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What tighter monetary policy means for investors

In this article, RBC Wealth Management’s Atul Bhatia considers how potential Fed rate hikes will affect the investing environment. 

Global equity markets experienced significant volatility this past week, with several major indexes, including the S&P 500, dropping more than 10% from recent highs during intraday trading activity.

A combination of factors contributed to the selling pressure, including continued concerns about inflation, uncertainty around the potential impact of the Federal Reserve’s shift to less accommodative monetary policy, profit-taking following a very strong nearly two-year appreciation in stocks, and geopolitical tensions.

While the geopolitical picture is still unclear, the Fed reduced some of the uncertainty around the policy framework at its recently concluded January meeting. The Fed’s post-meeting statement — and comments made by Fed Chair Jerome Powell — confirmed our expectations as well as market pricing, by guiding investors to a March rate hike, which would be the first of the tightening cycle.

The balance of risk monetary policy

While policy mistakes are always possible — and some could reasonably argue that the Fed already made one by continuing with bond purchases for such a lengthy period — it strikes us as unlikely that the Fed will push the economy into recession through higher rates. The current inflationary pressures are coming largely from supply disruptions, and we believe the Fed’s primary game plan is to cool monetary policy to the point that it is not further aggravating inflationary pressures, allowing supply-chain issues time to resolve. Since the Fed’s goal is a somewhat limited one, we believe policymakers are unlikely to push on the brakes so hard as to tip the economy into recession.

One reason for our relatively benign view on rate hikes is experience. Both the Fed and market participants, we believe, have a fairly well-calibrated sense, developed over decades, for the likely impact of a quarter- or half-point rate hike.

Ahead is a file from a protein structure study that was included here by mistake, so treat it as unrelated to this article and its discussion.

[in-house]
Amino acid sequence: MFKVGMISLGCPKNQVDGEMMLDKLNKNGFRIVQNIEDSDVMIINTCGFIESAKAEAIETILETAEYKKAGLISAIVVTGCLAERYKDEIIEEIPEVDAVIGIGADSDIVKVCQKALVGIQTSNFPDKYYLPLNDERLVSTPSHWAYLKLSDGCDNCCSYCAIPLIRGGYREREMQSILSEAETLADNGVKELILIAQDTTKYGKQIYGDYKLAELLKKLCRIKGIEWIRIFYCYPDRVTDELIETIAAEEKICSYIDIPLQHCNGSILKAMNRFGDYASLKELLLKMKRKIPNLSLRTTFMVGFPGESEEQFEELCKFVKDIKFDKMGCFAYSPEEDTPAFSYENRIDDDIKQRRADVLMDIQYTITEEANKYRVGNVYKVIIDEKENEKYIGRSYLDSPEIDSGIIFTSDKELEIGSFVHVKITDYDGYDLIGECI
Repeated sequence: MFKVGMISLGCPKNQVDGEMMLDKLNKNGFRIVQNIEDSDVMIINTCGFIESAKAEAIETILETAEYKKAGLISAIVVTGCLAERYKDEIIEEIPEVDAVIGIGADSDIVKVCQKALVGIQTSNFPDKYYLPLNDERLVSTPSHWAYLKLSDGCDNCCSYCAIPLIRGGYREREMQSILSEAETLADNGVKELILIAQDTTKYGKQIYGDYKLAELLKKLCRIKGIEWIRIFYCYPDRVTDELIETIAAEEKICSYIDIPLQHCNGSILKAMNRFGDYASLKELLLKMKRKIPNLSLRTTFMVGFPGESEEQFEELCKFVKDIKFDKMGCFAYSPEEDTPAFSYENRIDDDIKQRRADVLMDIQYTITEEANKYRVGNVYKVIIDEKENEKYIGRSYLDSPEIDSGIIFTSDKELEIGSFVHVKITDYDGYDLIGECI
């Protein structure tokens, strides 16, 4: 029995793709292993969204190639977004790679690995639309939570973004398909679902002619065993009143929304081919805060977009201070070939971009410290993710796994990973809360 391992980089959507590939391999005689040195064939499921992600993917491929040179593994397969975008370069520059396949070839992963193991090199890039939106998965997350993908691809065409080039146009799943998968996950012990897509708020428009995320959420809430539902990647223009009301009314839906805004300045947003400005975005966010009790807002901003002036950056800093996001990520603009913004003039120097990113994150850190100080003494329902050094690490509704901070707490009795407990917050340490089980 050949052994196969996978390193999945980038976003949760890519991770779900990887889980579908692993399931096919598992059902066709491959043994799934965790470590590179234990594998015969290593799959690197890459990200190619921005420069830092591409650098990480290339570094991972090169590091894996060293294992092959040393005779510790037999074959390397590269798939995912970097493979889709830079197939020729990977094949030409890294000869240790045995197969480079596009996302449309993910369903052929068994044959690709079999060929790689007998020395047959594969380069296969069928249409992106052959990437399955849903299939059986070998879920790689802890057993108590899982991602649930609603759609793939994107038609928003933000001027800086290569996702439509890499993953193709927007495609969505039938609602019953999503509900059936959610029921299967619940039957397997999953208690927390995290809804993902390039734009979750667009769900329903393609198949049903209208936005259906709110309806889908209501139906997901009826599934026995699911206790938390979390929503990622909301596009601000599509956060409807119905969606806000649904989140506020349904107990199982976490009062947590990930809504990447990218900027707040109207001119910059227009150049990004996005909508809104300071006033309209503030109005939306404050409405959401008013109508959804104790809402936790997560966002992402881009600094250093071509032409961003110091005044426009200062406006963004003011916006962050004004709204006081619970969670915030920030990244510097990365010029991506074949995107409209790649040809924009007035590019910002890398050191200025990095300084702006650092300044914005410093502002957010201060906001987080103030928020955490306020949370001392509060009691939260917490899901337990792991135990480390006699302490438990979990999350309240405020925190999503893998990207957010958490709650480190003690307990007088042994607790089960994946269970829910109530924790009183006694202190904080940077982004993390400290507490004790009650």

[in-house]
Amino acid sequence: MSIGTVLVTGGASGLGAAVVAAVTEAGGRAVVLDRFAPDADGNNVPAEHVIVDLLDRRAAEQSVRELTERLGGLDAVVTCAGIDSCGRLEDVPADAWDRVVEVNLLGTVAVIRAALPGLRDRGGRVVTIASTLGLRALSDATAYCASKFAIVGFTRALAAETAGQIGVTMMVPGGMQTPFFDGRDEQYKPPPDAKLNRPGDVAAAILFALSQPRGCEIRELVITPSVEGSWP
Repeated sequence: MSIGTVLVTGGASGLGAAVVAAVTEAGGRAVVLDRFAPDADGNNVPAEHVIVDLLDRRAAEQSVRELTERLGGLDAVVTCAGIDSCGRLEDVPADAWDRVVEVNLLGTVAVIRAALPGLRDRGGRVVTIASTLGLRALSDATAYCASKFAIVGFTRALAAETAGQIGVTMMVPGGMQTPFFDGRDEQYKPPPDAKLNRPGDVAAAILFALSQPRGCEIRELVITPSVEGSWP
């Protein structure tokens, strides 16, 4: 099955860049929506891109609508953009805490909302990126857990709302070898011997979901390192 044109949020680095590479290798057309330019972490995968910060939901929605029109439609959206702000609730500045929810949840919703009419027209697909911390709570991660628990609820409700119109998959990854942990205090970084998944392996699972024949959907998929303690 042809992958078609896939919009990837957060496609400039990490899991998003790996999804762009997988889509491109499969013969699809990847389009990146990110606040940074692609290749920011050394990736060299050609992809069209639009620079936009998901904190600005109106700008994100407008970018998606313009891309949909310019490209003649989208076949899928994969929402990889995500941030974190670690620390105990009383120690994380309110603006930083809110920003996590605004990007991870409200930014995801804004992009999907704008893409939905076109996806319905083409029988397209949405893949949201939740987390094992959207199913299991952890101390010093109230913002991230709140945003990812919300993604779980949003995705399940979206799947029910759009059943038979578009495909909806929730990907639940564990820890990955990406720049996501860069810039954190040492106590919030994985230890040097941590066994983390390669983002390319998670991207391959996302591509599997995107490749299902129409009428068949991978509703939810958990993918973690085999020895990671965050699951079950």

Rate hikes also operate largely through the banking system. Since the Fed is both a central bank and a banking regulator, it has a multitude of formal and informal channels to receive feedback on how policy moves are impacting the real economy. This offers the Fed much greater transparency on rate moves relative to balance sheet size, where impacts extend more directly to non-banking entities.

Excess liquidity may not be excessive everywhere

Although we do not see rate hikes as a likely source of significant long-term economic concern, we do see the potential for higher volatility across markets as the Fed tightening progresses, particularly when the central bank begins reducing its balance sheet, a process known as quantitative tightening (QT).

Concerns about QT may seem like an issue for a distant date, given the amount of liquidity the Fed has created with asset purchases. Its balance sheet is approaching $9trn, or a record 38% of GDP; prior to the global financial crisis the balance sheet hovered around six percent of GDP and even at its post-financial crisis highs, Fed assets had never previously risen above 26% of GDP.

Most tellingly, market participants have placed nearly $1.5trn in the Fed’s reverse repo facility, essentially choosing to return liquidity to the central bank rather than use it directly. With that amount of excess liquidity already parked at the Fed, which we believe will take the Fed at least a year to draw down, it may seem that concerns about balance sheet liquidity are a matter for 2023 or later.

History, however, points in a different direction. In 2019, the Fed reduced its balance sheet from approximately 20% of GDP to just over 17% of GDP as part of its last round of policy normalization. Although the balance sheet after the reduction was nearly three times its size prior to the financial crisis, the relatively small contraction caused a meaningful — but temporary — dislocation in bond financing markets. The Fed quickly stepped in to provide the needed liquidity, and it has since created a $500bn standing facility to avoid any repeats of the issue during this round of QT.

We see the potential for similar, temporary disruptions as liquidity becomes more restricted in the interdealer market as the Fed’s balance sheet shrinks. But like the September 2019 hiccup in Treasury repo markets, we believe the Fed has ample tools to deal with liquidity disruptions, including partnering with the Treasury Department to provide temporary support to a wide range of markets. So, while the uncertainties associated with QT may bring volatility, we do not see a high risk of permanent impairment to asset prices.

Preparation is key

With policy shifting from accommodative to more restrictive, and with the recovery entering a slower growth phase, investors likely need to adjust their expectations to periodic bumps in the road. But as RBC Wealth Management’s Global Portfolio Advisory Committee highlighted in a recent market update, the key issue for investors is if the headwinds and turbulence are sufficient to push the real economy into recession.

At the moment, we do not see the market signals that typically precede an economic contraction, and as such we remain constructive about the path for equities and risk assets.

We believe this week’s price volatility across markets is a salutary reminder of the need to be prepared for temporary dislocations in markets, both to prepare portfolios and to avoid hasty decisions.

This article was written by RBC Wealth Management and originally published on the firm’s research and insights page, here.

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